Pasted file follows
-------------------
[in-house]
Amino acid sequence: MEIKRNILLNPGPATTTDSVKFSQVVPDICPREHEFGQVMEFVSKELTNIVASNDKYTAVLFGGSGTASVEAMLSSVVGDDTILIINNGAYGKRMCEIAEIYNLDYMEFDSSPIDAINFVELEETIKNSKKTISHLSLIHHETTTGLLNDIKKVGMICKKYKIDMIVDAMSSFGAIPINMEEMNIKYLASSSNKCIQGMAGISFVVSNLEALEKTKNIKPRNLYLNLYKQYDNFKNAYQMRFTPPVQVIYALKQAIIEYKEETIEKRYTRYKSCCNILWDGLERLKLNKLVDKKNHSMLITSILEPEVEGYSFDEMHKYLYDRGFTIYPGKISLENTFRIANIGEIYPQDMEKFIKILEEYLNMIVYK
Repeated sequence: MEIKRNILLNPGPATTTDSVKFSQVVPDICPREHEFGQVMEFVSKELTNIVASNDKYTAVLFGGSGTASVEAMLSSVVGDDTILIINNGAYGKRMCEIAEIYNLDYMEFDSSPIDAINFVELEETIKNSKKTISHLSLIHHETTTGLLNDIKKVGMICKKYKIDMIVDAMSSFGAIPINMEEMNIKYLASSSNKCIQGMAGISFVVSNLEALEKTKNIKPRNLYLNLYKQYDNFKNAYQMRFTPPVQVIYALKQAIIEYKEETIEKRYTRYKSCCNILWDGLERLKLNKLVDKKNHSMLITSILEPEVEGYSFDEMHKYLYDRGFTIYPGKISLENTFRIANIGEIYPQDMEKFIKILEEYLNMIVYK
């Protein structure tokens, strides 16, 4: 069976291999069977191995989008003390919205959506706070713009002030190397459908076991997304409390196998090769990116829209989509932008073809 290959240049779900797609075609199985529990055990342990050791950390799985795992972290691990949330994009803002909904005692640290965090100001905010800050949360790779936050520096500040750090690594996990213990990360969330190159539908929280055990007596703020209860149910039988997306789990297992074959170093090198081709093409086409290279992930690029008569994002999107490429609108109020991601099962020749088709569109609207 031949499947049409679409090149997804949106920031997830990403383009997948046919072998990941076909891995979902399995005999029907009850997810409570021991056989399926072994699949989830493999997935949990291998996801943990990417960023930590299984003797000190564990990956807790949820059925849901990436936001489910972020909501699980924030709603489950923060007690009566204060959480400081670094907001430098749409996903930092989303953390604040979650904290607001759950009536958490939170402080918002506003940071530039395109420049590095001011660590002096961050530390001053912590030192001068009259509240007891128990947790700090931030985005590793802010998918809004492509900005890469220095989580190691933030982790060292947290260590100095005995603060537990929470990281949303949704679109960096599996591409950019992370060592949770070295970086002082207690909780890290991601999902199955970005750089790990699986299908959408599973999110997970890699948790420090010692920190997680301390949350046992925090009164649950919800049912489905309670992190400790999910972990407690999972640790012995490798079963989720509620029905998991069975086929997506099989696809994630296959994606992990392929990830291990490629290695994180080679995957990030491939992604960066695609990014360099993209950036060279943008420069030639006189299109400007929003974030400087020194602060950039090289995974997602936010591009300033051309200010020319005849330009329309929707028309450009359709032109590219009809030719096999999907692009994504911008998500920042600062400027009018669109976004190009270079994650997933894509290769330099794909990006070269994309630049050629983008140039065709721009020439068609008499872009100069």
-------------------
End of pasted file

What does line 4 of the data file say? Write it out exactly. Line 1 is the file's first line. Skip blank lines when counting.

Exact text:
């Protein structure tokens, strides 16, 4: 069976291999069977191995989008003390919205959506706070713009002030190397459908076991997304409390196998090769990116829209989509932008073809 290959240049779900797609075609199985529990055990342990050791950390799985795992972290691990949330994009803002909904005692640290965090100001905010800050949360790779936050520096500040750090690594996990213990990360969330190159539908929280055990007596703020209860149910039988997306789990297992074959170093090198081709093409086409290279992930690029008569994002999107490429609108109020991601099962020749088709569109609207 031949499947049409679409090149997804949106920031997830990403383009997948046919072998990941076909891995979902399995005999029907009850997810409570021991056989399926072994699949989830493999997935949990291998996801943990990417960023930590299984003797000190564990990956807790949820059925849901990436936001489910972020909501699980924030709603489950923060007690009566204060959480400081670094907001430098749409996903930092989303953390604040979650904290607001759950009536958490939170402080918002506003940071530039395109420049590095001011660590002096961050530390001053912590030192001068009259509240007891128990947790700090931030985005590793802010998918809004492509900005890469220095989580190691933030982790060292947290260590100095005995603060537990929470990281949303949704679109960096599996591409950019992370060592949770070295970086002082207690909780890290991601999902199955970005750089790990699986299908959408599973999110997970890699948790420090010692920190997680301390949350046992925090009164649950919800049912489905309670992190400790999910972990407690999972640790012995490798079963989720509620029905998991069975086929997506099989696809994630296959994606992990392929990830291990490629290695994180080679995957990030491939992604960066695609990014360099993209950036060279943008420069030639006189299109400007929003974030400087020194602060950039090289995974997602936010591009300033051309200010020319005849330009329309929707028309450009359709032109590219009809030719096999999907692009994504911008998500920042600062400027009018669109976004190009270079994650997933894509290769330099794909990006070269994309630049050629983008140039065709721009020439068609008499872009100069």